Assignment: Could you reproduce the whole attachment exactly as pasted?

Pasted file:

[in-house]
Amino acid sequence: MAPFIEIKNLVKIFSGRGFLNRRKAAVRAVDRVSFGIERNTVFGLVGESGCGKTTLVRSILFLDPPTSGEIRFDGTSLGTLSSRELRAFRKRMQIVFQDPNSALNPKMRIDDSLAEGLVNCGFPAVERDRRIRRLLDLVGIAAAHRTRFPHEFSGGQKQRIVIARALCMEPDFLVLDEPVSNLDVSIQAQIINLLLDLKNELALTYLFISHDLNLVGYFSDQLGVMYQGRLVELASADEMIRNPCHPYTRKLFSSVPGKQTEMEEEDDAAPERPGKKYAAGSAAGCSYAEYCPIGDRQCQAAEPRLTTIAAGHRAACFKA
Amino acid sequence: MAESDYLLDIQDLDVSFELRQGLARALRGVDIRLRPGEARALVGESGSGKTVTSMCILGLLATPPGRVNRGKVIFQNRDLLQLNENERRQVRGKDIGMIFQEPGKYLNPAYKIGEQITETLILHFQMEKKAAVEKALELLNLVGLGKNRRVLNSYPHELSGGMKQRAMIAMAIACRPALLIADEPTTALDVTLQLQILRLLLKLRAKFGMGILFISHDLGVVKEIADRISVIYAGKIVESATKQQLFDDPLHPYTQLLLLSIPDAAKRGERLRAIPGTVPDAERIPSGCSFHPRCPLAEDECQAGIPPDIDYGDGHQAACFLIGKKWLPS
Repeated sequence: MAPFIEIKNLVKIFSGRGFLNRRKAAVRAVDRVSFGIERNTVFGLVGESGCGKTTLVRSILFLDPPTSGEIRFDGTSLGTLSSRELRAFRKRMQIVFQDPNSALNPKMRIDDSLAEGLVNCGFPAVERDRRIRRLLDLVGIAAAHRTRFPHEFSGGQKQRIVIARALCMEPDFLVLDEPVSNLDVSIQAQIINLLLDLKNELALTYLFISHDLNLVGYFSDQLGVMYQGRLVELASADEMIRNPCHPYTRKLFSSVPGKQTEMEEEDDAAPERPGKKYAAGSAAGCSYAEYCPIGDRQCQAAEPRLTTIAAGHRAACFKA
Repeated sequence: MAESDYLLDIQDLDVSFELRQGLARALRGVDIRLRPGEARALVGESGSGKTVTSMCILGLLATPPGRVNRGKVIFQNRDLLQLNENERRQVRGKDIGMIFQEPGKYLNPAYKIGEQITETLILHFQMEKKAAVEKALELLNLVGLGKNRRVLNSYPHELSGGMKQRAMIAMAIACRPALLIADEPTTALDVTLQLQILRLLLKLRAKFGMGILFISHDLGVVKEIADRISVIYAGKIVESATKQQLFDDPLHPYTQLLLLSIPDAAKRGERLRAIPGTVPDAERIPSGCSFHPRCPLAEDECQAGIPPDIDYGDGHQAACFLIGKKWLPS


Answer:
[in-house]
Amino acid sequence: MAPFIEIKNLVKIFSGRGFLNRRKAAVRAVDRVSFGIERNTVFGLVGESGCGKTTLVRSILFLDPPTSGEIRFDGTSLGTLSSRELRAFRKRMQIVFQDPNSALNPKMRIDDSLAEGLVNCGFPAVERDRRIRRLLDLVGIAAAHRTRFPHEFSGGQKQRIVIARALCMEPDFLVLDEPVSNLDVSIQAQIINLLLDLKNELALTYLFISHDLNLVGYFSDQLGVMYQGRLVELASADEMIRNPCHPYTRKLFSSVPGKQTEMEEEDDAAPERPGKKYAAGSAAGCSYAEYCPIGDRQCQAAEPRLTTIAAGHRAACFKA
Amino acid sequence: MAESDYLLDIQDLDVSFELRQGLARALRGVDIRLRPGEARALVGESGSGKTVTSMCILGLLATPPGRVNRGKVIFQNRDLLQLNENERRQVRGKDIGMIFQEPGKYLNPAYKIGEQITETLILHFQMEKKAAVEKALELLNLVGLGKNRRVLNSYPHELSGGMKQRAMIAMAIACRPALLIADEPTTALDVTLQLQILRLLLKLRAKFGMGILFISHDLGVVKEIADRISVIYAGKIVESATKQQLFDDPLHPYTQLLLLSIPDAAKRGERLRAIPGTVPDAERIPSGCSFHPRCPLAEDECQAGIPPDIDYGDGHQAACFLIGKKWLPS
Repeated sequence: MAPFIEIKNLVKIFSGRGFLNRRKAAVRAVDRVSFGIERNTVFGLVGESGCGKTTLVRSILFLDPPTSGEIRFDGTSLGTLSSRELRAFRKRMQIVFQDPNSALNPKMRIDDSLAEGLVNCGFPAVERDRRIRRLLDLVGIAAAHRTRFPHEFSGGQKQRIVIARALCMEPDFLVLDEPVSNLDVSIQAQIINLLLDLKNELALTYLFISHDLNLVGYFSDQLGVMYQGRLVELASADEMIRNPCHPYTRKLFSSVPGKQTEMEEEDDAAPERPGKKYAAGSAAGCSYAEYCPIGDRQCQAAEPRLTTIAAGHRAACFKA
Repeated sequence: MAESDYLLDIQDLDVSFELRQGLARALRGVDIRLRPGEARALVGESGSGKTVTSMCILGLLATPPGRVNRGKVIFQNRDLLQLNENERRQVRGKDIGMIFQEPGKYLNPAYKIGEQITETLILHFQMEKKAAVEKALELLNLVGLGKNRRVLNSYPHELSGGMKQRAMIAMAIACRPALLIADEPTTALDVTLQLQILRLLLKLRAKFGMGILFISHDLGVVKEIADRISVIYAGKIVESATKQQLFDDPLHPYTQLLLLSIPDAAKRGERLRAIPGTVPDAERIPSGCSFHPRCPLAEDECQAGIPPDIDYGDGHQAACFLIGKKWLPS